>> I think Paul Barrett did something like this once...
>>  
>>  
>>     
>
------------------------------------------------------------------------
>   
>> Yep - 10 years ago to be exact!
>>  
>> Sorry I haven't replied until now ...
>>  
>> The presentation about the simulation can be downloaded at:
>>  
>> http://www.pbarrett.net/presentations/BPS-rasch_98.pdf
>>  
>> From my web-page abstract ...
>>  
>> **Beyond Psychometrics: the recovery of a standard unit of length**: 
>> This 50-slide presentation was given at the British Psychological 
>> Society's Division of Occupational Psychology conference: Assessment 
>> in the Millennium: Beyond Psychometrics, November 1998, at Birkbeck 
>> (University of London). The theme of this presentation was about
Rasch
>>     
>  
>   
>> scaling, and its capacity to construct a standard unit from 
>> observational data. This presentation contained a data simulation
that
>>     
>  
>   
>> attempted to hide a true quantitatively structured latent variable of

>> length behind some poor ordinal observations. All the Rasch scaling 
>> did was to construct an equal-interval latent variable of ordinal 
>> lengths! This simulation was heavily criticised Ben Wright and
others,
>>     
>  
>   
>> and I have included these criticisms as an addendum to the 
>> presentation - along with my reply. However, recent papers seem to 
>> have vindicated my conclusions in some respects.....The reality is 
>> that these methods simply construct linear latent variables in 
>> complete isolation of any empirical evidence that such variables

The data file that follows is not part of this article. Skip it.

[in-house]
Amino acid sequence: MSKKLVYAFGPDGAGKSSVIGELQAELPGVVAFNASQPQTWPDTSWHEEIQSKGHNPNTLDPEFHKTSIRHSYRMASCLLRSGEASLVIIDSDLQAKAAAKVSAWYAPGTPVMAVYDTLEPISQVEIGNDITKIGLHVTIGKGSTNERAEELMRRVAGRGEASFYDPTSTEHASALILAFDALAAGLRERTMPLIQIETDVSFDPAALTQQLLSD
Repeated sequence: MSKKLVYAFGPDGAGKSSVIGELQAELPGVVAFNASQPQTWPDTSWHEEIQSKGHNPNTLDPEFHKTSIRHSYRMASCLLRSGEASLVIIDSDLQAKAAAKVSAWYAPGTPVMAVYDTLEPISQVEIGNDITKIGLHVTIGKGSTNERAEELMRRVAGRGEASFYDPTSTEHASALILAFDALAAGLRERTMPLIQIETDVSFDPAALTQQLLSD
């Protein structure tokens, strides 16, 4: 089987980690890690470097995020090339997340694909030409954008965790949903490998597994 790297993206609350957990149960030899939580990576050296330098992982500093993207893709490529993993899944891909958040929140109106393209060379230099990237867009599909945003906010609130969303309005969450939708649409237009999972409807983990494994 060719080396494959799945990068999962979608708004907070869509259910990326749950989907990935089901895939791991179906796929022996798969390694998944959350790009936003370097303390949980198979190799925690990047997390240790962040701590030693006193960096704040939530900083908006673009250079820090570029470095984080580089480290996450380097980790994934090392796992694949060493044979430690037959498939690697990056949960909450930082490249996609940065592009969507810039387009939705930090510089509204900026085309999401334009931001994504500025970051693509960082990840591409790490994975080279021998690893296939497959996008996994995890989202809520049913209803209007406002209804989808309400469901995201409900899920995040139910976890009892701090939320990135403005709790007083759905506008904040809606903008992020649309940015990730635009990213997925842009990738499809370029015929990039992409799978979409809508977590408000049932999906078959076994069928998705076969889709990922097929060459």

might
>>     
>  
>   
>> indeed be quantitatively structured.. In my opinion, from a
scientific
>>     
>  
>   
>> perspective, these scaling methods are frankly of little utility, but

>> they are ingenious from a psychometric perspective and do have great 
>> utility in a more pragmatic sense. It all comes down to what the 
>> purpose is for using such scaling, science or number scaling.
>>  
>> 10 years on - with some better understanding of things (!) - the goal

>> and conclusions of the presentation still make sense - but now I
fully
>>     
>  
>   
>> understand why. Rasch scaling cannot "uncover" a linear latent 
>> variable from ordinal measures. It simply scales counts and in
effect,
>>     
>  
>   
>> the numbers applied to its algorithms, without regard to whether
those
>>     
>  
>   
>> counts or numbers are drawn from an ordinal or linear scale.
>>  
>> The mistake made by many psychologists is to forget that latent 
>> variable theory implies nothing about the measurement properties of 
>> the variable of interest - latent variables are simply constructed 
>> ad-hoc to possess linear properties of measurement. That is not how 
>> normal science proceeds, it is as Michell states a "pathology of 
>> science" (2000).
>>  
>> I propose that a key exemplar which shows how to properly model data 
>> while invoking a latent variable, is the work done by Metametrics. It

>> is no accident that the initial exploratory work was empirical and 
>> based upon much cognitive psychological experimentation, PRIOR to the

>> scaling/modeling exercises. Andrew has already provided excellent 
>> explanations of the history of this work, along with another 
>> exposition recently in his peer response to Michell's target article 
>> in the journal Measurement (references below).